Biodiesel, as many readers will know, can be derived from waste vegetable oils and – depending on how it is made – can be close to carbon-neutral. Worldwide, there are about 20 billion liters (about 5.28 billion gallons) of biodiesel made every year, and the potential is there to increase that fivefold without diverting any oil away from food preparation. This is especially true for biofuel made from waste oil, and the makers of the BioBot 20 say it has the capacity to produce 20 liters (about 5.28 gallons) per batch. The reaction chamber is filled with used vegetable oil and then heated to a designated temperature. During that process, the oil is agitated with a built-in, hand-operated mixer. How nice and green that it doesn't use an electric motor. When it's done, the biodiesel needs to be tested for quality with a provided kit. (See the video below to learn how all of it works.)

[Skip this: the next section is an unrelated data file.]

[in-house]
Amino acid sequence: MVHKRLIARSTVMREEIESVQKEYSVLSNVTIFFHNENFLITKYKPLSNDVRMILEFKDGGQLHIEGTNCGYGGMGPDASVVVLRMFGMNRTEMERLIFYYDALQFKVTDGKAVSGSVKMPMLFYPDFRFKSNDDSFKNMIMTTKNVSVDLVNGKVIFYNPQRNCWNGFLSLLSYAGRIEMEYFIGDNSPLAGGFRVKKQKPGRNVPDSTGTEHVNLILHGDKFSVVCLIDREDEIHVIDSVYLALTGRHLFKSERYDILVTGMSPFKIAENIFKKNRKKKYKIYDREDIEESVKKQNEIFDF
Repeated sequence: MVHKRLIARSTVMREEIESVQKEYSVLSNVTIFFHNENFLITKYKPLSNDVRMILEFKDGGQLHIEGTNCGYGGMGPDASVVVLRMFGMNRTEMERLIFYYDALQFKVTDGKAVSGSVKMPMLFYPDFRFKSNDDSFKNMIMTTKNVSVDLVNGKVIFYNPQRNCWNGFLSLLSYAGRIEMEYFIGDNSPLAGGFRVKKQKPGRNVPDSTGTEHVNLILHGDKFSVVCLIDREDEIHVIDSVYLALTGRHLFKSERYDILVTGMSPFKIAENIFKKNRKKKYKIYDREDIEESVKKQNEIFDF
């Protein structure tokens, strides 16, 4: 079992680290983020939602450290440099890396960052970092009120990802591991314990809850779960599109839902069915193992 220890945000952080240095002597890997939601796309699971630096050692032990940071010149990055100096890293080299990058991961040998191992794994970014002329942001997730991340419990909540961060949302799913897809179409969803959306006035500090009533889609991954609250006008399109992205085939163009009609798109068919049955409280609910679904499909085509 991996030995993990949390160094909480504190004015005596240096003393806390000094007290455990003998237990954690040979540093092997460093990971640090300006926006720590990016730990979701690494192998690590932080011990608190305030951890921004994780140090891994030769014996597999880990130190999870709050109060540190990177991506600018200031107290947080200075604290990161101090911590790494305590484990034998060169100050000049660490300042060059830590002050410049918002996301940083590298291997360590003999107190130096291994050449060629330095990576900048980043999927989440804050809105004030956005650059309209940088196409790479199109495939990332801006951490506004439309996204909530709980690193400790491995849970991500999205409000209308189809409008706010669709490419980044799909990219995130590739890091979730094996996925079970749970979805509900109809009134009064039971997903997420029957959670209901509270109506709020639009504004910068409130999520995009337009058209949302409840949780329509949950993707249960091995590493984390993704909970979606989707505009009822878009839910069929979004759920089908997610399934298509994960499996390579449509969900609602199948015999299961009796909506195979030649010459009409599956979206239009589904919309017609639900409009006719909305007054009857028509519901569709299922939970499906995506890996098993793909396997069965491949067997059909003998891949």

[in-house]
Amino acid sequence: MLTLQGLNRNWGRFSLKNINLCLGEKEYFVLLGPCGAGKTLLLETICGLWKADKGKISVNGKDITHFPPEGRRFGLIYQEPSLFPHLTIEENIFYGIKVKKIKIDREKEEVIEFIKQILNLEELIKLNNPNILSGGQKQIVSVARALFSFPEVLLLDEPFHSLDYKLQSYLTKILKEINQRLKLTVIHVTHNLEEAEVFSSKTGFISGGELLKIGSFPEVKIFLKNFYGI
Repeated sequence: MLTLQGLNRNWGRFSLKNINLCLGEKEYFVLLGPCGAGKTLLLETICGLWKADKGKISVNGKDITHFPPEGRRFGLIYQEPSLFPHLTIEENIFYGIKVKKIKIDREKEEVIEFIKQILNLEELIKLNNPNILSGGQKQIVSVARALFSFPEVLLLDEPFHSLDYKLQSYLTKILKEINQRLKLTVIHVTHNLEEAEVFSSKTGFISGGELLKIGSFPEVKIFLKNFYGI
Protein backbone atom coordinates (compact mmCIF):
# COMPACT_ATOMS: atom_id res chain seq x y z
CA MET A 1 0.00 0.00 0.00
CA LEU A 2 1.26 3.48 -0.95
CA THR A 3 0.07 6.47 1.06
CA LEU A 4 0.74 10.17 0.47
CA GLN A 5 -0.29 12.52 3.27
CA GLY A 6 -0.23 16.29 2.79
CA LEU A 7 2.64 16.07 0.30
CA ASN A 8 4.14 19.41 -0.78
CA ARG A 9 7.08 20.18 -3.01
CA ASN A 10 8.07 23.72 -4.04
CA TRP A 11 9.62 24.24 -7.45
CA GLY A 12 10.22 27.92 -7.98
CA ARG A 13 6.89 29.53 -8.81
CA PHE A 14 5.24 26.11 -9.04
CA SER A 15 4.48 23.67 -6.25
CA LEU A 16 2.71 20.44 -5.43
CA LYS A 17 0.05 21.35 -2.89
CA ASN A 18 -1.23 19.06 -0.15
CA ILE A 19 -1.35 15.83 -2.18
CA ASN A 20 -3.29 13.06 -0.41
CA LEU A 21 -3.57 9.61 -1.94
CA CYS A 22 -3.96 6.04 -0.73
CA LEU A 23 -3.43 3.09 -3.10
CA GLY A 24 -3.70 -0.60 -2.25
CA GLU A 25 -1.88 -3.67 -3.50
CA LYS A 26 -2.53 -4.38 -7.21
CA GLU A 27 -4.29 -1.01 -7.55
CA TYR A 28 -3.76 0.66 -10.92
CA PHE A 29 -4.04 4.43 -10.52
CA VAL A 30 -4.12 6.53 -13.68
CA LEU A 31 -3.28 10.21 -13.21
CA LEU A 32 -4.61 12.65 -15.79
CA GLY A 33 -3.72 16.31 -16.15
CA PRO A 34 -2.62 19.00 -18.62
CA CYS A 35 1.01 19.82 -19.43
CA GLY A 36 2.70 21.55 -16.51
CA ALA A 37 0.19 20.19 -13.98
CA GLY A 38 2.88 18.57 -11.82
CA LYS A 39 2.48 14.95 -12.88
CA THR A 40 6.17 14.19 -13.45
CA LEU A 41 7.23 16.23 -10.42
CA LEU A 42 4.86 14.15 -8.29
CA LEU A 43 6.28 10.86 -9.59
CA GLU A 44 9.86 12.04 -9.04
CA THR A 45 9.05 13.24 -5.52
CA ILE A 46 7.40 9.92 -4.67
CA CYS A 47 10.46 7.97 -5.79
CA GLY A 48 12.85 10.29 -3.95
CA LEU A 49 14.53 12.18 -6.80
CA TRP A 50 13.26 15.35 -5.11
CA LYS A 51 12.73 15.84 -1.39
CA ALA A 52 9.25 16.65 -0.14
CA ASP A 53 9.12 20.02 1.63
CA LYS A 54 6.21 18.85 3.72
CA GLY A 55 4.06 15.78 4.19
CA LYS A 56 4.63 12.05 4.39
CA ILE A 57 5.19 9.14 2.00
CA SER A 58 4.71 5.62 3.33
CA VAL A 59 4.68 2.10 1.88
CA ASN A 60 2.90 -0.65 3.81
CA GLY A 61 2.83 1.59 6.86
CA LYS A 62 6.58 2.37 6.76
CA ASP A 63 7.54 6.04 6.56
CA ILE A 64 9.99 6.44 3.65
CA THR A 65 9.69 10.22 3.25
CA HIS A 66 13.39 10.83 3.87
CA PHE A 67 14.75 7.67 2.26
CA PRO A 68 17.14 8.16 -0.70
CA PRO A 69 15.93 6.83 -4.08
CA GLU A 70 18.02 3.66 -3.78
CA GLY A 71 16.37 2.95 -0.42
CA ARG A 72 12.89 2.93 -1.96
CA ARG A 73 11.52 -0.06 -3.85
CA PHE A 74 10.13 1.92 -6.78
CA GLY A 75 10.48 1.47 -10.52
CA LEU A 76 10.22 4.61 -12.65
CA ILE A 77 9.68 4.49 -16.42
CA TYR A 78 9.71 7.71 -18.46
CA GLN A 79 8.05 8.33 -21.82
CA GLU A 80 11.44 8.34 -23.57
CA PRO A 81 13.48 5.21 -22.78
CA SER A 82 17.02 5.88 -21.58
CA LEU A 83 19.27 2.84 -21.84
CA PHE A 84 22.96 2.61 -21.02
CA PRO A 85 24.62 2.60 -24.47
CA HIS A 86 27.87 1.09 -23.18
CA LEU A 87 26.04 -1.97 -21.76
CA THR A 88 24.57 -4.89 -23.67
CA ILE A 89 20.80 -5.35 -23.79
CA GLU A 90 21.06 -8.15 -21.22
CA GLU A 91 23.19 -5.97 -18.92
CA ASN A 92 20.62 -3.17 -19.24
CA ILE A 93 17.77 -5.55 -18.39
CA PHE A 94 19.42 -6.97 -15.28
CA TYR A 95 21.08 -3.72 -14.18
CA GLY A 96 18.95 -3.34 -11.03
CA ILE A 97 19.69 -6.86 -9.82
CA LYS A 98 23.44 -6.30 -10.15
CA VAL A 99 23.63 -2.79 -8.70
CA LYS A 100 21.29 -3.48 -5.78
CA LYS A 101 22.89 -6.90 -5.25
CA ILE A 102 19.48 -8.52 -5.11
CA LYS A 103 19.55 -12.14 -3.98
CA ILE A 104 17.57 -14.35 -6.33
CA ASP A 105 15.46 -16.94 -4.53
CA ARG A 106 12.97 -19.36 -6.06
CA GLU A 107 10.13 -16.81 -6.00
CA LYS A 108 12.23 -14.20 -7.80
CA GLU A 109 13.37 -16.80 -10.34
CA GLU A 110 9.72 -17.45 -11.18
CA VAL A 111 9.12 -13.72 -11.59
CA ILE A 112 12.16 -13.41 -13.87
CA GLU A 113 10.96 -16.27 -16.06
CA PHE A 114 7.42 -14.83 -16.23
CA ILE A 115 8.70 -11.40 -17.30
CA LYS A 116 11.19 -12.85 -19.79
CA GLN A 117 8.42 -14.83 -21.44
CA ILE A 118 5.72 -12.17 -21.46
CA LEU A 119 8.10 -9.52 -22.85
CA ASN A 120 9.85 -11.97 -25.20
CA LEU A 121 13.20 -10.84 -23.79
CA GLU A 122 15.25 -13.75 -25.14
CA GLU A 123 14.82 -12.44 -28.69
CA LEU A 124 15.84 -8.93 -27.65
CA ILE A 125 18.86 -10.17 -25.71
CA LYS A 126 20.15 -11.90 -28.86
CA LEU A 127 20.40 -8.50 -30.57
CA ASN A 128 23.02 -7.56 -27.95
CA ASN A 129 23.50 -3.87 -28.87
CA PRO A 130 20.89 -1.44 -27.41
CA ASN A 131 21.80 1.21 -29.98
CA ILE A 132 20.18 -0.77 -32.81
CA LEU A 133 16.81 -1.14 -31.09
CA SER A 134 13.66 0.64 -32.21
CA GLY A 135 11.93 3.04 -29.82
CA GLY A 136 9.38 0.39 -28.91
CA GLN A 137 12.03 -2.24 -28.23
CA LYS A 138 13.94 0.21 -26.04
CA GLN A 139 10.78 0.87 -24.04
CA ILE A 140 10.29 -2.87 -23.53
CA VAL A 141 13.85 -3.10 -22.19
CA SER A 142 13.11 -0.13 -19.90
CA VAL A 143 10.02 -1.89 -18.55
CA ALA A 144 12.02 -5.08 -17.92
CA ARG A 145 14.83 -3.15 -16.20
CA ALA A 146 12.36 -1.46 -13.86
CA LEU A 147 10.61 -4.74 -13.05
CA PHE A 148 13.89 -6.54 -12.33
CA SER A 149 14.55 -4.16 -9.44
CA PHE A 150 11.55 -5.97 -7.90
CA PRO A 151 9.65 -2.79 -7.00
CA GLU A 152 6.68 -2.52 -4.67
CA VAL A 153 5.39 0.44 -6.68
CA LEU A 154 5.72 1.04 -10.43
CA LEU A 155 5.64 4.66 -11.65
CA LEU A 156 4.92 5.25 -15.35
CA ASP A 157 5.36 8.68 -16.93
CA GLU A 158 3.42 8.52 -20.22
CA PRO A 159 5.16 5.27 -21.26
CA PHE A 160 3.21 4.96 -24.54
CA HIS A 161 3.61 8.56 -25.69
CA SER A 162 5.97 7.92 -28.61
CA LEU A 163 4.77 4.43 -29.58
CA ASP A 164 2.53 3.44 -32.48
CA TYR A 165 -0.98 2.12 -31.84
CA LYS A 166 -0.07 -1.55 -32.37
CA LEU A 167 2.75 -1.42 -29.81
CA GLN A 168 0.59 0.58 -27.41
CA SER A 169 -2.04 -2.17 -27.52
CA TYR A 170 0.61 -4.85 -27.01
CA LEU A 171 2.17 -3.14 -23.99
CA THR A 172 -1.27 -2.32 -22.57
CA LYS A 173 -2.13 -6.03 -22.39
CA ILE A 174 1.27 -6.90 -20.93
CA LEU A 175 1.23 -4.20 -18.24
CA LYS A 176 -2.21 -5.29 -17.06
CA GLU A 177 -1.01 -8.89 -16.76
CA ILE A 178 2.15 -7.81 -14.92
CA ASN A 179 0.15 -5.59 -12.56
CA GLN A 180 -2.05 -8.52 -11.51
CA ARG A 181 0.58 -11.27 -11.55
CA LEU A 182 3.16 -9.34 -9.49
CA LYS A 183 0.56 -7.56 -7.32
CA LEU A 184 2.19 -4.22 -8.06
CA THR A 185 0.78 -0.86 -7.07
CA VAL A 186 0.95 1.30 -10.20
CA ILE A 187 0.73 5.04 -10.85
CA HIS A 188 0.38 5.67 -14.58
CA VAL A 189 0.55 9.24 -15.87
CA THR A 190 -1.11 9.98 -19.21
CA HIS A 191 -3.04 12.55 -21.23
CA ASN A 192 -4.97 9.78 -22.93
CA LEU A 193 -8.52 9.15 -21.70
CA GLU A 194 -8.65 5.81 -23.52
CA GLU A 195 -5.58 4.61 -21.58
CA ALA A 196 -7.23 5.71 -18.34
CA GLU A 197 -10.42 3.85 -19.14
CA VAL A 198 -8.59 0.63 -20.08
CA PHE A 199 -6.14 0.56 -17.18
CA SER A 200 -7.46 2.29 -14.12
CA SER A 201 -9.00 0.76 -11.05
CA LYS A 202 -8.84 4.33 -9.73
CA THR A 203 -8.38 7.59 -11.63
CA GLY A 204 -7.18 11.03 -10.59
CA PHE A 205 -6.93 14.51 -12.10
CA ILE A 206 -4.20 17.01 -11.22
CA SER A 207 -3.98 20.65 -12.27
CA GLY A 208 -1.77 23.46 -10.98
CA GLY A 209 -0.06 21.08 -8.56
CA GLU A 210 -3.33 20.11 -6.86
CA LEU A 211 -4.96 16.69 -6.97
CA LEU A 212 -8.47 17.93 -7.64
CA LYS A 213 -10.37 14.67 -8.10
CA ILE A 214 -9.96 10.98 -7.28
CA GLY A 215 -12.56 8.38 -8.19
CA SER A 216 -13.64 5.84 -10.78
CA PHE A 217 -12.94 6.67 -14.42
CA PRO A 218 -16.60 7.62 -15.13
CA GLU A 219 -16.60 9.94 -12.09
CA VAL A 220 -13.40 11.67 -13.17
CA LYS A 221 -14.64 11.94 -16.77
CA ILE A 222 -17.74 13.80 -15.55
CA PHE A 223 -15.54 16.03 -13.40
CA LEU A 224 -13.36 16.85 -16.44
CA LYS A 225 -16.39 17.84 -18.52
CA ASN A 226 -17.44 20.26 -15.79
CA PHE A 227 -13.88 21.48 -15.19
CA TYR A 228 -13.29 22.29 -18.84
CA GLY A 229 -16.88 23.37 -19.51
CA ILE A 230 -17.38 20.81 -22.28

Waste cooking oil is usually free. There will be some expenses for the methanol and sodium hydroxide needed to processed the biodiesel in the BB20, but the overall cost should be about $1 per gallon. The BB20 product sells for 415 British pounds, or about $655. So it would take a while to break even and save money for diesel vehicle drivers, but not all that long if you've got a reliable source of waste oil. Onion rings, anyone?